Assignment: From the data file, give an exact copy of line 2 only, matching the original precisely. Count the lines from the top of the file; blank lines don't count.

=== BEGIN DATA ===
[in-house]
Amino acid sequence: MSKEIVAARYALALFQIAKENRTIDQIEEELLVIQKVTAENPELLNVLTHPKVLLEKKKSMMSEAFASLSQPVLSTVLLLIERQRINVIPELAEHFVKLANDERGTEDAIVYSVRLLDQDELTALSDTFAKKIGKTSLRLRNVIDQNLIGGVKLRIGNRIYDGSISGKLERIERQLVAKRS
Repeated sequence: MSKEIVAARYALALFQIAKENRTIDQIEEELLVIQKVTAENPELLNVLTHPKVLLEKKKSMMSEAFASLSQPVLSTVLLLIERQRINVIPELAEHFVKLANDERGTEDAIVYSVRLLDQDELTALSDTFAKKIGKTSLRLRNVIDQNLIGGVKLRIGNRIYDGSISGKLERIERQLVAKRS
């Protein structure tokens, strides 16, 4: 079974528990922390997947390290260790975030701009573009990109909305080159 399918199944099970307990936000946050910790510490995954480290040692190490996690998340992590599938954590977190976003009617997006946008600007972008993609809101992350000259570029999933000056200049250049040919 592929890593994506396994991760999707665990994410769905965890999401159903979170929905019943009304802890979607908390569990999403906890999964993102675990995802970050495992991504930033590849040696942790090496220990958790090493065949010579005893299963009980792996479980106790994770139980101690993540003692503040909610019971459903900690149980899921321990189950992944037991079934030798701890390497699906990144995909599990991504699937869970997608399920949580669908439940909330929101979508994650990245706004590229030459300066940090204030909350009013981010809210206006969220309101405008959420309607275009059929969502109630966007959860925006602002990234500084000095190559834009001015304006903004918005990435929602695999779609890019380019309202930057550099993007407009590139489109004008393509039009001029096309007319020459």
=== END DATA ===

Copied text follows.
Amino acid sequence: MSKEIVAARYALALFQIAKENRTIDQIEEELLVIQKVTAENPELLNVLTHPKVLLEKKKSMMSEAFASLSQPVLSTVLLLIERQRINVIPELAEHFVKLANDERGTEDAIVYSVRLLDQDELTALSDTFAKKIGKTSLRLRNVIDQNLIGGVKLRIGNRIYDGSISGKLERIERQLVAKRS